Braving winter storm Toby to bring you this episode of MarketFoolery, host Chris Hill and Motley Fool contributor Tim Hanson take a look at some of today's biggest market stories. Facebook (NASDAQ:FB) is in dire straits this week, and it's going to take some significant and well-considered moves from management to right this ship in light of the user privacy scandal. Tesla's (NASDAQ:TSLA) shareholders are voting on Elon Musk's proposed compensation package -- a package that's left a lot of analysts and investors scratching their heads. More Nordstrom (NYSE:JWN) drama today, as the company finally put the kibosh on discussions with the founding family about privatization. Tune in to find out more.

A full transcript follows the video.

This video was recorded on March 21, 2018.

Chris Hill: It's Wednesday, March 21st. Welcome to MarketFoolery! I'm Chris Hill. Joining me in studio today, investor at large Tim Hanson. Thanks for being here!

Tim Hanson: It's my pleasure!

Hill: The office is technically closed.

Hanson: Yes.

Hill: And by technically, I mean officially. Fool global headquarters is officially closed, but somehow I was able to convince you to make the trek through the snow, and our man behind the glass, Taylor Harris, subbing in and helping out today. Thanks for making the trip!

Hanson: Yeah, it's always nice to be on the show when you either can't get anybody else or I'm the only one who lives close enough to the office to get here.

Hill: You're on more often than that! Come on! Come on now, that's unfair. Even if it's ...

Hanson: "Everybody is on vacation this week, so we got Tim Hanson, investor at large, in the studio!" "We got a foot of snow on the ground outside, but Tim ran in because he only lives a mile from here!"

Hill: Is that how I make you feel? I apologize. That's terrible.

Hanson: No, no, it's always a pleasure.

Hill: Well, if it makes you feel any better, I have some stories today that are right up your alley that I know you have opinions on. Let's start with the ongoing saga that is Facebook.

Hanson: Yeah, wow!

Hill: It's up a little bit today, which means it's only down about 10% this week. We were talking right before we came in the studio, the optics right now are, I think, as bad as they have ever been for Facebook, in terms of the questions they're facing and the fact that pretty much everyone -- and I'm going to go ahead and include employees, if we are to believe the reports where employees, off the record, are saying, "We want to hear from leadership, we want to hear from Mark Zuckerberg, we want to hear from Sheryl Sandberg," and they are nowhere to be found right now.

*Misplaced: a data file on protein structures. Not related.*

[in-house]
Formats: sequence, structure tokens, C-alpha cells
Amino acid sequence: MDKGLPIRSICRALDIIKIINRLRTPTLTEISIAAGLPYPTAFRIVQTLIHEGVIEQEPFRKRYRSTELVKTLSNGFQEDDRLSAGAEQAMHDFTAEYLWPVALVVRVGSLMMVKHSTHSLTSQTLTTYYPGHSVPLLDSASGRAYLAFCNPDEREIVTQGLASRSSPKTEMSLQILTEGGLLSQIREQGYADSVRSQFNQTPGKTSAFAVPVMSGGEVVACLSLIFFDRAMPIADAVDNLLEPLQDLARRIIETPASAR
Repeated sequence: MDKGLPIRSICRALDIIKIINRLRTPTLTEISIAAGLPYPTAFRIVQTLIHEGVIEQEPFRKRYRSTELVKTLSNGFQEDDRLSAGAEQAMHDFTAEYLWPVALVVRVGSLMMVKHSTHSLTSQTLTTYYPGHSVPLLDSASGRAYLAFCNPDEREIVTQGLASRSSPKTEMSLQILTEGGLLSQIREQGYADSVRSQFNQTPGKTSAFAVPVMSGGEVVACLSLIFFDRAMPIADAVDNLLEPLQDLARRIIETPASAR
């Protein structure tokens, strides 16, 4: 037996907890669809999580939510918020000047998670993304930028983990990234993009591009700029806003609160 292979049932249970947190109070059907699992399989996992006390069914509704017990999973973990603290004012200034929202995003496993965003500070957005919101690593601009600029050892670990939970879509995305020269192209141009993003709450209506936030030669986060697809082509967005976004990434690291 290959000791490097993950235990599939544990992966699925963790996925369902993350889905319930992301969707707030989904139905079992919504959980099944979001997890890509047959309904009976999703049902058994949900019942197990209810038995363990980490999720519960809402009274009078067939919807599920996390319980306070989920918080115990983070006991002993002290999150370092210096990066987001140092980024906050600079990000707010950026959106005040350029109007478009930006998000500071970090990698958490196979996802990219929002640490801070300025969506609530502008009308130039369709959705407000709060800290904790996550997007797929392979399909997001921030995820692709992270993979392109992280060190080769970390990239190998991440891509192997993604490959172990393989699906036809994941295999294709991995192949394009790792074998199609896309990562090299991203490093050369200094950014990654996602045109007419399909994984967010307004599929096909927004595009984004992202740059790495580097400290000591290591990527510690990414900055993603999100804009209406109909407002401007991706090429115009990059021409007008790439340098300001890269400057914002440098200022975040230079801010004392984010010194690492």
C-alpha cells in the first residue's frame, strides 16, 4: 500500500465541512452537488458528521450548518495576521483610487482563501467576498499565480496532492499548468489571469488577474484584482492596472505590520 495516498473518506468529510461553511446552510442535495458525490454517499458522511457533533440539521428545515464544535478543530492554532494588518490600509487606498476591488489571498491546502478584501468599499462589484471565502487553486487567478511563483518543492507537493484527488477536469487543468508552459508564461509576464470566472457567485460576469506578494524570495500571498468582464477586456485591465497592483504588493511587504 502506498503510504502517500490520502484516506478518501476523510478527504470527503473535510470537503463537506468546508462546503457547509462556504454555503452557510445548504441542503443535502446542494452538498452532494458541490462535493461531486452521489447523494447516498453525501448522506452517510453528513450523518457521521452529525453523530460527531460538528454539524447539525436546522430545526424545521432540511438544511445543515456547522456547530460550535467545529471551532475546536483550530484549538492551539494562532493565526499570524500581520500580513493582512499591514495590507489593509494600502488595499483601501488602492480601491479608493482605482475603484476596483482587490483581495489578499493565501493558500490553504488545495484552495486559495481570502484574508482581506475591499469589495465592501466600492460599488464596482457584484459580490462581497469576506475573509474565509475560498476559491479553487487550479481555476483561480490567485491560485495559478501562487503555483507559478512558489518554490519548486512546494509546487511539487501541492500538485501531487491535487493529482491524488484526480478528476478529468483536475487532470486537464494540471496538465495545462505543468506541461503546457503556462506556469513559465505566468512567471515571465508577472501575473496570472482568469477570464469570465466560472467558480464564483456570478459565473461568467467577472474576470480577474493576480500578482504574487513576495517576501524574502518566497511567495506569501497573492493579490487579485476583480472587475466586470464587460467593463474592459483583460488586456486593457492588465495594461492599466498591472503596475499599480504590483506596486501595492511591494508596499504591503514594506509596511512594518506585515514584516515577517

Hanson: It's interesting, reflecting on all of this volatility at Facebook. I went back and read "The Accidental Billionaires," which is the book upon which the movie The Social Network was based. One of the things that's striking about the controversy that Facebook finds itself in right now is actually what a reputational repair job they'd done over the past three or four years, because when they came public, the stock was down and there were all sorts of questions about the ethics of the founding of Facebook and so on and so forth.

Hill: Which was right on the heels of the movie, too.

Hanson: Exactly. And I think people didn't think Mark Zuckerberg was that good of a guy. And go back a year, there he was touring Iowa, seemingly getting ready to run for president or something like that. And now, it seems like he might be back at square one, with this revelation that they played very fast and loose with data and are handling this more like damage control than a serious problem that needs to be solved. 

It's really troubling, what they were allowing app developers to do. It'll be interesting to find out their motivation for allowing app developers to have access to that much data. Clearly there are profit motives there, as well. But, I think this is a serious problem, particularly as regulators around the world get involved. Regulators, the FTC, when they got involved in the Whole Foods-Wild Oats merger, basically put three years of Whole Foods growth on hold while they tried to sort that out. They could ostensibly do the same with regards to Facebook, in terms of having executive leadership really take their eye off of strategy and have to deal with lots of legal things, instead.

Hill: When I think back to when Facebook went public, and let's just put aside the questions at the time, the business questions about mobile ad revenue, because that was one of the reasons that, I think, particularly the first six months that Facebook was a public company, the stock was down, there were legitimate questions about, how are they going to monetize mobile? And they have answered that brilliantly. But there were also questions about Mark Zuckerberg, and not just in terms of, is he a good guy or not, but also, given his relative youth, his casual appearance, there were people who were, I think, not with any malice, but rightfully asking, is this someone who can lead this company? And as you indicated, partly through reputational repair, he's done a great job of that. And part of that is building a leadership team around him with Sheryl Sandberg.

But, to go back to the data, that's one of the great ironies of what they're facing right now. For the longest time, what we've all said and what advertisers have all said about Facebook is, Facebook knows everything about us. They have all the data about us. And the irony of this situation is, Facebook may have all the data on us, but they appear to have very little information on the developers that they let essentially run loose inside their platform.